Since my original post I have tried some other things all without success :-( I then saw about 'Document Recovery Data' and attempted to change the location of the recovery files which I read 'can get quite large'. However to my frustration there seems to be a bug here since the dialogue box didn't have a 'choose' button (only 'browse') and the result was that it pointed only to my D drive and did not create the folders it is supposed to use. As a result I don't know how to restore the defaults except to reload InDesign CS5.5. There's got to be a better way......
Are you sure it didn't create the folders? They wouldn't appear until you close and restart ID.
In any event, you can always re-do the location by pointing back to the original location. For Windows 7 that would be Users\<username>\AppData\Local\Adobe\InDesign\Version [#]\[Language]\Caches\InDesign Recovery
Thanks - I've found that the files were marked as 'hidden' and thus by switching them on gain I was able to recreate the original location. Regrettably this has had absolutely no effect on my problem. :-(
I have now created a fresh document, studiously linking all my images properly (similar number to a DK 'Eyewitness Travel Guide') and by the time I got halfway through its 80 pages, InDesign had slowed to a crawl - ie 15-20 seconds to respond to any command. It is clearly doing something that it thinks necessary despite all the 'workarounds' people have suggested. Please please Adobe what's going on???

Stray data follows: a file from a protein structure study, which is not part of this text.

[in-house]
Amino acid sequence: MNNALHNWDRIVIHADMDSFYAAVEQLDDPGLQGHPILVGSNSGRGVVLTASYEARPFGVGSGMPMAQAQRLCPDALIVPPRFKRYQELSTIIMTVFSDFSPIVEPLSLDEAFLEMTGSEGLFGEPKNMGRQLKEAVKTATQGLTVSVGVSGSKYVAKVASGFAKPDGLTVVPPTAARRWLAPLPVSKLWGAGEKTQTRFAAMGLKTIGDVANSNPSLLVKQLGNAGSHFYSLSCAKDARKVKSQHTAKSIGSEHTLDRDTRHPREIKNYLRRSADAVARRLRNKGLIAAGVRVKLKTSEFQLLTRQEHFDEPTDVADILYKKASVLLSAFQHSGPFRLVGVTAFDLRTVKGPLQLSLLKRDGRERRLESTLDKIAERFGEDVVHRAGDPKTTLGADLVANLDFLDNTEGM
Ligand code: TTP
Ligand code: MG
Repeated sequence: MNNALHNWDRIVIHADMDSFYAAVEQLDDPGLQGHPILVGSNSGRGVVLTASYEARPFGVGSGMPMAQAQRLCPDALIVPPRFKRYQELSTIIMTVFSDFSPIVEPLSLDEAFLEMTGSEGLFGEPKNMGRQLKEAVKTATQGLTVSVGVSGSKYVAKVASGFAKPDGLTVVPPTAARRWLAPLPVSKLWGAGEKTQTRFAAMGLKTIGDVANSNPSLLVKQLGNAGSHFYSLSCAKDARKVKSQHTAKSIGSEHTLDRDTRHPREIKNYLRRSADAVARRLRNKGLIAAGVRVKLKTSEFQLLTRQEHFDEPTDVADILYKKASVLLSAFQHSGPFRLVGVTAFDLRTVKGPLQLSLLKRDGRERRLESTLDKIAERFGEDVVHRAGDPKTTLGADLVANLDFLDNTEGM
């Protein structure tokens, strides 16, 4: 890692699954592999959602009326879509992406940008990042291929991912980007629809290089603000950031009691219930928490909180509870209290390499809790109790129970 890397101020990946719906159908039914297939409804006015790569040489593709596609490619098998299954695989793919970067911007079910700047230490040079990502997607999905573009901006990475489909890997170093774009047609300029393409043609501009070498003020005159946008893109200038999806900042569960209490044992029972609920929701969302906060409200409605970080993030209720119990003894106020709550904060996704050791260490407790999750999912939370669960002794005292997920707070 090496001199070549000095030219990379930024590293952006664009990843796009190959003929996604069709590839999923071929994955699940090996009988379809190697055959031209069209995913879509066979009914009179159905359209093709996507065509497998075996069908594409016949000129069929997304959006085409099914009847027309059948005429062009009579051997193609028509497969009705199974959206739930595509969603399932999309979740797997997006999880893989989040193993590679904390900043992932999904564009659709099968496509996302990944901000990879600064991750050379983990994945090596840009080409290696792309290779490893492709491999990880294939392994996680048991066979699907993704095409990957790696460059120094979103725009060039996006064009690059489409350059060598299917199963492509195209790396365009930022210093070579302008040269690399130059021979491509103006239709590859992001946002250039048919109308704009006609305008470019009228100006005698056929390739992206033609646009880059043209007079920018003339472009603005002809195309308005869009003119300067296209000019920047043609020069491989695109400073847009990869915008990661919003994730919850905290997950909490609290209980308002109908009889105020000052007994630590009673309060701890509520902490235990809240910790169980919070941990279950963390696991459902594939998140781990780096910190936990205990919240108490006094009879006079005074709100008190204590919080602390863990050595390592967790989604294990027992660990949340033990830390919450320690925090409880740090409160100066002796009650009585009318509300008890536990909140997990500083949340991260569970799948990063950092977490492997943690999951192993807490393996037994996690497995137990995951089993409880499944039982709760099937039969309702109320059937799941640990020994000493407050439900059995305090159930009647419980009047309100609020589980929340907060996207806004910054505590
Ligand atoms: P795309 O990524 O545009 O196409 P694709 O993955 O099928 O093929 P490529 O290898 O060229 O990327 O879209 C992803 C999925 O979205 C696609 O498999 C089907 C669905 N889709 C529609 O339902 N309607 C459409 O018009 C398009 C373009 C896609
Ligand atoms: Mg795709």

What you describe is certainly not the norm, which leads me to think you have something else going on that isn't directly related to ID.
Where are the images stored? Do you have any third-party plugins installed for ID? Do you use a font manager? What else is running on the machine?
- My images are all stored in a folder on my D Drive (partitioned hard disk);
- No third party plugins;
- No font manager;
- Firefox 7.0.1 but when I encountered these problems I switched it off.
I don't know if this helps?
That all sounds pretty normal. I don't know if it's still true, but some years ago Packard Bell installed highly customized versions of the OS, and I wouldn't be surprised it there are still a lot of background specializations running which might not be necessary.
In your shoes, I'd run MSConfig and start turning off stuff that I was sure I didn't need and see if things improve. Try disabling the antivirus temporarily, too. It might be scanning everything each time you do anything.
There is a very slow response when trying to produce a 45 page document which needs many .jpeg images inserting, sometimes up to six on each 3-column page.
Probably unrelated, but: have you used Span Columns at all? I recall that this feature had some pretty awful performance consequences, dunno if it's been patched since.